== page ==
The DEA requires Ofcom to set out a new anti-piracy code to combat online copyright infringement. Under plans the regulator previously published, the code would require ISPs with more than 400,000 broadband-enabled fixed lines – BT, Everything Everywhere, O2, Sky, TalkTalk Group and Virgin Media, to send notifications to their subscribers if it is suspected their account has been used to breach copyright laws.
Under Ofcom's plans, ISPs would issue "standard form" notifications to customers on the basis of evidence of alleged online copyright infringement gathered by rights holder groups and compiled in a 'copyright infringement report' (CIR). The evidence gathering procedures must be approved by Ofcom. The infringement reports would set out when the alleged infringement was said to have occurred and when the evidence was gathered. Ofcom's draft code also sets out the standards that infringement reports must meet.
ISPs that issue subscribers with three letters within the space of a year would add the anonymous details of those customers to a 'copyright infringement list' under the proposals, and rights holders would be able to request access to the list each month and could seek a court order obliging the ISPs to disclose the identity of the suspected infringers so that they can take legal action against them under the Copyright, Designs and Patents Act. Ofcom has said the code would help rights holders to "focus legal action on the most persistent alleged infringers."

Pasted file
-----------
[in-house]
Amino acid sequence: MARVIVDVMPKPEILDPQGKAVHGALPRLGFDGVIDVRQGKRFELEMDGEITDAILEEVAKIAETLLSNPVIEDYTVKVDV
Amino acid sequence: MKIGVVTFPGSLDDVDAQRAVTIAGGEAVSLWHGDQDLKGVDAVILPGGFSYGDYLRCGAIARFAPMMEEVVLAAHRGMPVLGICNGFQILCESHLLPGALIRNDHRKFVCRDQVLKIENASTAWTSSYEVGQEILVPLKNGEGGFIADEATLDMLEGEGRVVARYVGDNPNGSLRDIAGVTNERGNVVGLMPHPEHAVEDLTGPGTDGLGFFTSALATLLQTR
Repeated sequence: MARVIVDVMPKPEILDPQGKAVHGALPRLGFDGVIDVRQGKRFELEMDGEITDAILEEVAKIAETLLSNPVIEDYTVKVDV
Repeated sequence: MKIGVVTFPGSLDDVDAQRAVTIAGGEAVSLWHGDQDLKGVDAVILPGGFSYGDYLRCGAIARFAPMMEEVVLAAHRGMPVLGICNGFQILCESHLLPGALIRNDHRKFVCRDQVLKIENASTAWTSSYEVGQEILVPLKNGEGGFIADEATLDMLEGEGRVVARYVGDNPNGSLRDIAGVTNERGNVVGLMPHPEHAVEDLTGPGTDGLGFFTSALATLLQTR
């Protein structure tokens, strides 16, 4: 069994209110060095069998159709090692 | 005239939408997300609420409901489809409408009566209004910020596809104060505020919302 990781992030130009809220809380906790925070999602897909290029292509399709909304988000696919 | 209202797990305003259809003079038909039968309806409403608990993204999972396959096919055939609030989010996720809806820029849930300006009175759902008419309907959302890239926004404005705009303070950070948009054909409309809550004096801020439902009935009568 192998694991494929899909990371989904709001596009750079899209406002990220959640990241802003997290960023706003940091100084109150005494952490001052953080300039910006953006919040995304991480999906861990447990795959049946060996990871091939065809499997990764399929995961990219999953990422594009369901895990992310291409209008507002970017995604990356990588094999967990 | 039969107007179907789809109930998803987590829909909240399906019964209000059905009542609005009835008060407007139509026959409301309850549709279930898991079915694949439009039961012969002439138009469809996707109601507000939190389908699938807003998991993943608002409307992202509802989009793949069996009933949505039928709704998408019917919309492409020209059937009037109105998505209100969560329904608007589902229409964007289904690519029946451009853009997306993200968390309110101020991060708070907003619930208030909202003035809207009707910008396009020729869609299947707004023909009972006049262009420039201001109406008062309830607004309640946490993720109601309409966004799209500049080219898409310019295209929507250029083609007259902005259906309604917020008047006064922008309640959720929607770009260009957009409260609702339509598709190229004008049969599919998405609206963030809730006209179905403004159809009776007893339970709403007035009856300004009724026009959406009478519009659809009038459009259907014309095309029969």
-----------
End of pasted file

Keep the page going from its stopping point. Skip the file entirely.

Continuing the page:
Suspected infringers would generally have 20 working days to challenge warning letters they receive before an "independent appeals body" to be appointed by Ofcom, according to the regulator's last published proposals.
Draft legislation for implementing Ofcom's anti-piracy code and the accompanying shared costs order were tabled before the House of Lords in October 2012 but were soon withdrawn. The government told Out-Law.com that "technical changes" needed to be made to the shared costs order before it could be introduced.